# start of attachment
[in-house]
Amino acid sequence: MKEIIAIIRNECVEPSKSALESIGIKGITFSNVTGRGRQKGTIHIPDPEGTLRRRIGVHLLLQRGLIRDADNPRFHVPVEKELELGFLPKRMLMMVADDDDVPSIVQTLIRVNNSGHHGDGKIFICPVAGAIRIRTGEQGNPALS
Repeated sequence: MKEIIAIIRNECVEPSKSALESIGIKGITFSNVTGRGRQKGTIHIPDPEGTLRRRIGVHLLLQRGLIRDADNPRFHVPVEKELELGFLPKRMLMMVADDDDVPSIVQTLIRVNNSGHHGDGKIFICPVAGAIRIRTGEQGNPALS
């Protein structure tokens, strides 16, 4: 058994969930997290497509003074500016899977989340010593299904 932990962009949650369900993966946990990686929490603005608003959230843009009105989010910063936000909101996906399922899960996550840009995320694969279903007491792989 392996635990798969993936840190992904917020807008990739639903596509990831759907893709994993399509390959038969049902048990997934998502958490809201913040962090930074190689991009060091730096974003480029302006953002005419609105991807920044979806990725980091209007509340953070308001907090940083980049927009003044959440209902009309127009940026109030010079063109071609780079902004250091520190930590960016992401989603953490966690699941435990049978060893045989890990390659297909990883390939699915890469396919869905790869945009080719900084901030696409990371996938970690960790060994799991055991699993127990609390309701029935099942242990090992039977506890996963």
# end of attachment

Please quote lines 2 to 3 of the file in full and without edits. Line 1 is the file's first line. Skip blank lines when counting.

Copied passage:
Amino acid sequence: MKEIIAIIRNECVEPSKSALESIGIKGITFSNVTGRGRQKGTIHIPDPEGTLRRRIGVHLLLQRGLIRDADNPRFHVPVEKELELGFLPKRMLMMVADDDDVPSIVQTLIRVNNSGHHGDGKIFICPVAGAIRIRTGEQGNPALS
Repeated sequence: MKEIIAIIRNECVEPSKSALESIGIKGITFSNVTGRGRQKGTIHIPDPEGTLRRRIGVHLLLQRGLIRDADNPRFHVPVEKELELGFLPKRMLMMVADDDDVPSIVQTLIRVNNSGHHGDGKIFICPVAGAIRIRTGEQGNPALS